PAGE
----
Archive for the ‘News Stories 2006’ Category

Judge dismisses lawsuit against former Maytag CEO Ralph Hake, others

July 11, 2006
Judge dismisses lawsuit against former Maytag CEO Ralph Hake, others
Date July 11, 2006
Section(s) Local News

AP Business Writer

DES MOINES — A federal judge dismissed a lawsuit filed by a New York investment adviser against Maytag Corp. and its former chief executive and chief financial officer.

Barry Yellen, an investment adviser for trust and retirement funds, accused former Maytag chairman and CEO Ralph Hake and former CFO George Moore of deceiving the public about the company’s business outlook last spring.

The lawsuit, filed in July in U.S. District Court in Des Moines, alleged that the deception in March 2005 prompted thousands of people to buy the company’s stock at artificially inflated prices that later plummeted.

New York attorney Ralph Stone said Monday that Yellen will likely take the case to the U.S. 8th Circuit Court of Appeals.

“We’re still looking at the decision, but an appeal is anticipated,” he said.

The lawsuit alleged that Hake and Moore were trying to increase the purchase price of the company because they were trying to sell Maytag and they both owned thousands of shares of Maytag stock.

Court documents said Hake had 789,438 shares of company stock and Moore held 88,187 shares.

The lawsuit focuses on public comments made by Hake and Moore at the March 7, 2005, Raymond James Institutional Investors Conference in Orlando, Fla., and other events. The executives said they expected Maytag to earn between $1.10 and $1.30 per share in 2005.

After the statements, Maytag shares rose, closing at $15.93, up from $14.70 the previous business day.

The lawsuit said that on April 22, 2005, the company publicly changed its business forecast, announcing first-quarter financial results and lowering its 2005 earnings forecast to a range of 45 to 55 cents a share.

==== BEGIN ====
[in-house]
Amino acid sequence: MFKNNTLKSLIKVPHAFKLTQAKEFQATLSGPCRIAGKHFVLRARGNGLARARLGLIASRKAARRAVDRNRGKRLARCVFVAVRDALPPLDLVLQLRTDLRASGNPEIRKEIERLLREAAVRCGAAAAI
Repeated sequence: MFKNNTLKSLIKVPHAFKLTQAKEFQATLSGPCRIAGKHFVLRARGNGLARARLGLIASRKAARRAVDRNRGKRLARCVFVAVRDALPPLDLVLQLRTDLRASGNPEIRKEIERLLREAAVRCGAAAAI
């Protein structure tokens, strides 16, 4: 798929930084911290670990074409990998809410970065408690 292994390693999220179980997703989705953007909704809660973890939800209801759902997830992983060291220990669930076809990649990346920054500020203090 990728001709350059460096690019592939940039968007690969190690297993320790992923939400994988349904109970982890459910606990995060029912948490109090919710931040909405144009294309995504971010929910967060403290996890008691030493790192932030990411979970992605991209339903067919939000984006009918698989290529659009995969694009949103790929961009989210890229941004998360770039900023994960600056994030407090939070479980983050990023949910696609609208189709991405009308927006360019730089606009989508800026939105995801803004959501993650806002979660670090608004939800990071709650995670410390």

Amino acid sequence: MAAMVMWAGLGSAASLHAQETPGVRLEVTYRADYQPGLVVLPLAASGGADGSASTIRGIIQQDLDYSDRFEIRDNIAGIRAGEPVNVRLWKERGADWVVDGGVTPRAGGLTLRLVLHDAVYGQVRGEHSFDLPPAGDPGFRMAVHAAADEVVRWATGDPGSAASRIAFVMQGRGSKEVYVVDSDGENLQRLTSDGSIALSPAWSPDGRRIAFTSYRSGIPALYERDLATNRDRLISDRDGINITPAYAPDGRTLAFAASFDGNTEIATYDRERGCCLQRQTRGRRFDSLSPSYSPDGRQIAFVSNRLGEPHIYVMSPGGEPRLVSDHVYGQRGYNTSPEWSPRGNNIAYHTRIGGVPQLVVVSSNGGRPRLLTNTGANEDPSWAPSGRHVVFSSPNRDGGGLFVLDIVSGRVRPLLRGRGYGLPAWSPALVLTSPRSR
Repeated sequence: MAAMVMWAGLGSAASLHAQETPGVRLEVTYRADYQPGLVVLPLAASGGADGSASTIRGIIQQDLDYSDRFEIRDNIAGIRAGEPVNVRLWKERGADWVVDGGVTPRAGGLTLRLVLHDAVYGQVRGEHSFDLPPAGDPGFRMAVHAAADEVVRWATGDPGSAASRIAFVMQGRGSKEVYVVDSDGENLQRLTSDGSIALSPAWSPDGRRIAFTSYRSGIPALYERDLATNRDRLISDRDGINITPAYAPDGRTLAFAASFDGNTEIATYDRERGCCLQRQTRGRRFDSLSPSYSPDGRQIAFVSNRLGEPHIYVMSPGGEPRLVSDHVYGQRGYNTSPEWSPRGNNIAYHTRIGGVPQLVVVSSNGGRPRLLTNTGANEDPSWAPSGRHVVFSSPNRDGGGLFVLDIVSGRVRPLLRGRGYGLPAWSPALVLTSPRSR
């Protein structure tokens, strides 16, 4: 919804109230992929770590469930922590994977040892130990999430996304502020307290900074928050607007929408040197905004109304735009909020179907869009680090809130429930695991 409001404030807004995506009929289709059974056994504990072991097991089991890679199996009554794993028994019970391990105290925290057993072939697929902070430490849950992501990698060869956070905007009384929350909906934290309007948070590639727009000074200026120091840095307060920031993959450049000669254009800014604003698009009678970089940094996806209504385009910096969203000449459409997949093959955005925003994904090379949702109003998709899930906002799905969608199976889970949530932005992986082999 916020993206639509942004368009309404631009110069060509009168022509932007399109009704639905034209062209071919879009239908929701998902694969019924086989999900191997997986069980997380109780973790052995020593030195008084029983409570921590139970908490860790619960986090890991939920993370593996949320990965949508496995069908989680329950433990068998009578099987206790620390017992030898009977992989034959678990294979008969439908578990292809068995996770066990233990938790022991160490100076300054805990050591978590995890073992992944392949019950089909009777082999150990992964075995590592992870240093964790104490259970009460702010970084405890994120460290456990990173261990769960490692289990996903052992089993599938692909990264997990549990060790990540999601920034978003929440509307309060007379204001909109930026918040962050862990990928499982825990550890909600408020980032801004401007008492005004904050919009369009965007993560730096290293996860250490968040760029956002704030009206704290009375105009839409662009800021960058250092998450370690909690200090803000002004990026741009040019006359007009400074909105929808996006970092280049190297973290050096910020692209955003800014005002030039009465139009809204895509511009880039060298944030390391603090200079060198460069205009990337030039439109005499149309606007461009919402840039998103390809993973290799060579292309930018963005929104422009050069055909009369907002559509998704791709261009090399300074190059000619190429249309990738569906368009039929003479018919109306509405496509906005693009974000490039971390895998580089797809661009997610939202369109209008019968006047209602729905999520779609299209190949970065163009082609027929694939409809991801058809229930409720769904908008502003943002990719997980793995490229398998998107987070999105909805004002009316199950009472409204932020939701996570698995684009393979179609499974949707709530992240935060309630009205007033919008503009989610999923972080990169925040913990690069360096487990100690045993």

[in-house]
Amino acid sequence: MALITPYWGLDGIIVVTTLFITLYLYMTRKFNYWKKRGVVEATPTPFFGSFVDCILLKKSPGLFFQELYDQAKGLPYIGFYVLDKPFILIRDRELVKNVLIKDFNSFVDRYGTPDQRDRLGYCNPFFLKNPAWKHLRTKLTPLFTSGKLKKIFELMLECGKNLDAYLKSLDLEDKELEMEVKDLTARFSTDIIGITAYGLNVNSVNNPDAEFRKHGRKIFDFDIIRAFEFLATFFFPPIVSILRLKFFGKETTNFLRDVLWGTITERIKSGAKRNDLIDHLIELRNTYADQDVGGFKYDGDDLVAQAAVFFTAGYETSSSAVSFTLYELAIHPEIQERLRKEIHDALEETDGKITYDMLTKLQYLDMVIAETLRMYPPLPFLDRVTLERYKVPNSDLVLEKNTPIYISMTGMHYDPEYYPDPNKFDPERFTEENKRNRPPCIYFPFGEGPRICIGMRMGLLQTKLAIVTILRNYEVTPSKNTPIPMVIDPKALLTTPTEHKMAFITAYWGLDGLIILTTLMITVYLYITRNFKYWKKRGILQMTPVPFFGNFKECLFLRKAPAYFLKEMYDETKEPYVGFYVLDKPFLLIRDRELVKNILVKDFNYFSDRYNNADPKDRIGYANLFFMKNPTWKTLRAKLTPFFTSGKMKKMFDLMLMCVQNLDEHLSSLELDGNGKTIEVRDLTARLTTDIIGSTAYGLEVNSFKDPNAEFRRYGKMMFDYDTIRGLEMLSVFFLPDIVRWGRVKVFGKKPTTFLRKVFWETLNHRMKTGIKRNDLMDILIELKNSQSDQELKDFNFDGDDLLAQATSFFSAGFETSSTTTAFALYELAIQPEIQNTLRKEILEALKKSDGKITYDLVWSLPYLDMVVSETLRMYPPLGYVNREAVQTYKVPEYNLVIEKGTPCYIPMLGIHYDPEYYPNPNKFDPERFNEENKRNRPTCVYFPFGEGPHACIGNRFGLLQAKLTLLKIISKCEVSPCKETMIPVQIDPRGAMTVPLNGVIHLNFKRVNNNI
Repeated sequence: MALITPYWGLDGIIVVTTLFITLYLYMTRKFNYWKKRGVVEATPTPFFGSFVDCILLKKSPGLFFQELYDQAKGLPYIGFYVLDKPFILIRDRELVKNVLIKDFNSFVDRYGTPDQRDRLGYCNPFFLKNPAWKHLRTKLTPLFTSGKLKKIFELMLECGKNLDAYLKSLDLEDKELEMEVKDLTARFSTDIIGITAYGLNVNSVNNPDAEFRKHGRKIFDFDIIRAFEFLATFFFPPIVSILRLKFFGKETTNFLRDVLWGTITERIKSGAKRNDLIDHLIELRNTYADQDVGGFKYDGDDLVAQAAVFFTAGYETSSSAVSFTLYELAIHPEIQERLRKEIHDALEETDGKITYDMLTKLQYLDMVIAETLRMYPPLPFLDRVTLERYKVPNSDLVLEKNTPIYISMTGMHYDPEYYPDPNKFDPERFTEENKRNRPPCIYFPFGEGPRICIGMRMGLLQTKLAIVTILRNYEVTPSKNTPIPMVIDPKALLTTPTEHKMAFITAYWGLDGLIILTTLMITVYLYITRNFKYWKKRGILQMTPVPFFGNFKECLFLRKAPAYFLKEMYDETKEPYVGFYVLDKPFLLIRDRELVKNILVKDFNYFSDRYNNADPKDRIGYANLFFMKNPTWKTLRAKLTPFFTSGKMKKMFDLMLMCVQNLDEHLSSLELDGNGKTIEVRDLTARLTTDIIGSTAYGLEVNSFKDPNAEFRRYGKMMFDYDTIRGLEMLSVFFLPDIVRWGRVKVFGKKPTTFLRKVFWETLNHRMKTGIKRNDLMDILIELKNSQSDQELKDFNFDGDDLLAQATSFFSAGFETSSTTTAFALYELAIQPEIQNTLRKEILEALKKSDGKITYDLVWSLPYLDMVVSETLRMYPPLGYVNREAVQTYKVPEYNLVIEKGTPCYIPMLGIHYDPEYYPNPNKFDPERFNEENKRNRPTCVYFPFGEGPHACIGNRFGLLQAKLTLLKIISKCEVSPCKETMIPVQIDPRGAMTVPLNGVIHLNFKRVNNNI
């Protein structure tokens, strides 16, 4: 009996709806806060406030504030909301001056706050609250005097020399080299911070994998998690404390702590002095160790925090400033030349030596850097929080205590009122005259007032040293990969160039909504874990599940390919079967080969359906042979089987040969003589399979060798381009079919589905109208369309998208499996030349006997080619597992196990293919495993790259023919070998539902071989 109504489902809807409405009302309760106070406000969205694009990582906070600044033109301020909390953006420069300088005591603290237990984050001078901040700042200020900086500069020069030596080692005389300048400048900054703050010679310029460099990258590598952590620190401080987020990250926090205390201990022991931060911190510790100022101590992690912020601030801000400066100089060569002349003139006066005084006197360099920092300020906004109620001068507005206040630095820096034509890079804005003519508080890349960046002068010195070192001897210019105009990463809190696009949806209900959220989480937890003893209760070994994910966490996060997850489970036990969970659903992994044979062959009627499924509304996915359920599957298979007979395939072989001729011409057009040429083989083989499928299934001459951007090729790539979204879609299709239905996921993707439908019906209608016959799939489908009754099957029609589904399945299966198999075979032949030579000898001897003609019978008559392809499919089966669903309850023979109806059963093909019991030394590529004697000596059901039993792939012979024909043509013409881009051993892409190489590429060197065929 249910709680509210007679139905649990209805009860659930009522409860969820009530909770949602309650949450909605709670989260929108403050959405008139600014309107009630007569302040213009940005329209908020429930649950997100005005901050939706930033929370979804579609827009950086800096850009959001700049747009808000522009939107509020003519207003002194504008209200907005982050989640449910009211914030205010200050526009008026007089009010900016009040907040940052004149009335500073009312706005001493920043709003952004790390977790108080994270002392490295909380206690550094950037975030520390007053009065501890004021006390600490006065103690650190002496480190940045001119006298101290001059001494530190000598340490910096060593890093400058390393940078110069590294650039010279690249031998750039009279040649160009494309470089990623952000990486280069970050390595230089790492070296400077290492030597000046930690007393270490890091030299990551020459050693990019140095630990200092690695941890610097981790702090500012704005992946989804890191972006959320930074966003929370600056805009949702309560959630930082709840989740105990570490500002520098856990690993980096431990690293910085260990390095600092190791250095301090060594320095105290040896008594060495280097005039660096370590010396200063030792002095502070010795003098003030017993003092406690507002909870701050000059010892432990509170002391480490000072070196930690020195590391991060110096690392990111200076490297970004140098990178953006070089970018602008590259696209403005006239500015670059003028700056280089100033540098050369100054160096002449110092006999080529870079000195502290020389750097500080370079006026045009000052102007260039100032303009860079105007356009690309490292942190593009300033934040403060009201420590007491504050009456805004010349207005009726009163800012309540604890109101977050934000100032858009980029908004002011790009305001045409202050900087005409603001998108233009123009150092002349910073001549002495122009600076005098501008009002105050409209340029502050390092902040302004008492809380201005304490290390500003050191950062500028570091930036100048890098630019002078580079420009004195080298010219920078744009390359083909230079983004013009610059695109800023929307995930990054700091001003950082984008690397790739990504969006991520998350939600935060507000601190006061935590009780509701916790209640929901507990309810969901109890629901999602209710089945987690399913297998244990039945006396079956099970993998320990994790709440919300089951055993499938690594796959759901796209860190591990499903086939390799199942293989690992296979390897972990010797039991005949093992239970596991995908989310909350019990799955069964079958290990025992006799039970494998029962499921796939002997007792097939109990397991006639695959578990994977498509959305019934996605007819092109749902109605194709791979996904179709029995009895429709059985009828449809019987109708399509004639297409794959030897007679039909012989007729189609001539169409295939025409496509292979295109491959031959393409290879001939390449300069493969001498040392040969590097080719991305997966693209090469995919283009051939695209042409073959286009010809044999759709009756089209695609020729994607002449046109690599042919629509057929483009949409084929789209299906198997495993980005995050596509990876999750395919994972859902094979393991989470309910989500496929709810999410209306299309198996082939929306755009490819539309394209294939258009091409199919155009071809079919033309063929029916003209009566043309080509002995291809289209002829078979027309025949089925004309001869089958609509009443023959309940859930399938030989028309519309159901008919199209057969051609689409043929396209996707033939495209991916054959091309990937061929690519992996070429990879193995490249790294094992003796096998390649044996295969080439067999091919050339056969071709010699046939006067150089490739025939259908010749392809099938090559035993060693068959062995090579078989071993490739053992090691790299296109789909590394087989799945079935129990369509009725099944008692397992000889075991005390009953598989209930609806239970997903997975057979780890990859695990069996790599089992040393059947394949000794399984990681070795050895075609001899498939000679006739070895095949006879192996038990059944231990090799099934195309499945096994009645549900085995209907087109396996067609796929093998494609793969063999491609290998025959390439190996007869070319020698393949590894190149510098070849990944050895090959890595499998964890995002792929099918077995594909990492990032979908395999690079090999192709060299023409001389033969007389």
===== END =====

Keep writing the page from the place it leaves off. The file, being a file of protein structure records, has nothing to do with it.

Shares closed that day at $10.89, down from $15.10 the previous day.

The lawsuit alleges that the defendants knew in February 2005 that internal forecasts had been reduced to less than $1 a share.

According to documents filed with the Securities and Exchange Commission, the Maytag board and management discussed earnings forecasts of 97 cents to $1.77 on Feb. 10, 2005.

Attorneys for Maytag, Hake and Moore said Maytag‘s public forecasts were consistent with forecasts discussed internally at private board meetings. They also claimed they had included cautionary language in their forecasts that warned investors that numerous factors could affect earnings.

Yellen had sought class-action status on behalf of all buyers of Maytag stock between March 7 and April 21, 2005.

U.S. District Judge Robert W. Pratt concluded in his ruling filed Friday that Yellen had not provided sufficient facts to show that Hake and Moore knew that their public statements were false or misleading.

Pratt said Yellen’s claim failed under the requirements of the Private Securities Litigation Reform Act.

Pratt found that the public announcements made by Hake and Moore were accompanied by the required cautionary statements indicating that earnings results could differ from those discussed. Those statements entitled the executives immunity from liability under federal law, Pratt ruled.

Hake and Moore left Maytag after the company was sold to larger rival Whirlpool Corp. in March. Maytag stock is no longer traded since it is now a subsidiary of Whirlpool.